Travelers and air-traffic controllers alike truly owe Heinz Erzberger a "thank you." As an expert in the area of trajectory optimization, flight mechanics, controls, and automation concepts and algorithms for the air traffic control system, Heinz Erzberger recently designed the Center-TRACON Automation System (CTAS), which the Federal Aviation Administration has adopted as its terminal area air traffic automation system. CTAS was conceived and is being prototyped at the NASA Ames Research Center. The system inaugurates a new approach to air traffic control, called human-centered automation, that combines the skill of controllers with computer-generated advisories. Early production versions of CTAS tools are installed at air traffic control facilities serving the Denver, Atlanta, Miami, and Los Angeles airports, and FAA plans to install CTAS at more than 20 sites nationwide. To date, CTAS demonstrates improvements in both capacity (up to 13%) and delay savings (an average of 2 minutes per flight). The tools in CTAS benefit air traffic controllers by reducing stress and workload, and benefit air travelers by reducing delays and increasing safety.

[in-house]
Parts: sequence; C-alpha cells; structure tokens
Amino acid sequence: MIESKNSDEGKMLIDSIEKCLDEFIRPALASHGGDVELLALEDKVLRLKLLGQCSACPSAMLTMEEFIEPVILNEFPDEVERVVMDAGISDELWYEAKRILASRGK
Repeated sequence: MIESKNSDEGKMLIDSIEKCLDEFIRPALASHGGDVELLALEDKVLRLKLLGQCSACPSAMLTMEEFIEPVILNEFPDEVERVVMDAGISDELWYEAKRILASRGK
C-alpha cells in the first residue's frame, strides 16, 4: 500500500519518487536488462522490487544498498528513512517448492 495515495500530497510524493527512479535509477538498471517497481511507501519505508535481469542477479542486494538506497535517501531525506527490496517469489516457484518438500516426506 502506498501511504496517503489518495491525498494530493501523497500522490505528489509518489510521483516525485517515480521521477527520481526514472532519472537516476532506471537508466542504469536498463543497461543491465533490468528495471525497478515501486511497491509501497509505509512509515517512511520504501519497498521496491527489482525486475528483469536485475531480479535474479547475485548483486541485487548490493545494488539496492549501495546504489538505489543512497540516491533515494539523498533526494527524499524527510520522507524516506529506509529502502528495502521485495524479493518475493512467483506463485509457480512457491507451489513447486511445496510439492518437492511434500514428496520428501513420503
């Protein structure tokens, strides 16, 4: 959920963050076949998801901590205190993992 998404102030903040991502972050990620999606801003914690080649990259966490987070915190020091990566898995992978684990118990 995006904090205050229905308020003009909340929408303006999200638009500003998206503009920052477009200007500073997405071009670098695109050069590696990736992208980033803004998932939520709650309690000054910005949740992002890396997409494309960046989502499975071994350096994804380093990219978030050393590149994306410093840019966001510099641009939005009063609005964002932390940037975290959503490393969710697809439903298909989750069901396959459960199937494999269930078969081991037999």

Researchers working with additive manufacturing have said multimaterial techniques will allow industry “to fabricate materials with combinations of density, strength, and thermal expansion that do not exist [yet].”
The term "multiphysics" is used to describe the simulation of multiple types of physics and their influence on one another -- for example, the investigation of the behavior of a chemical in liquid form will involve both chemistry and fluid dynamics.
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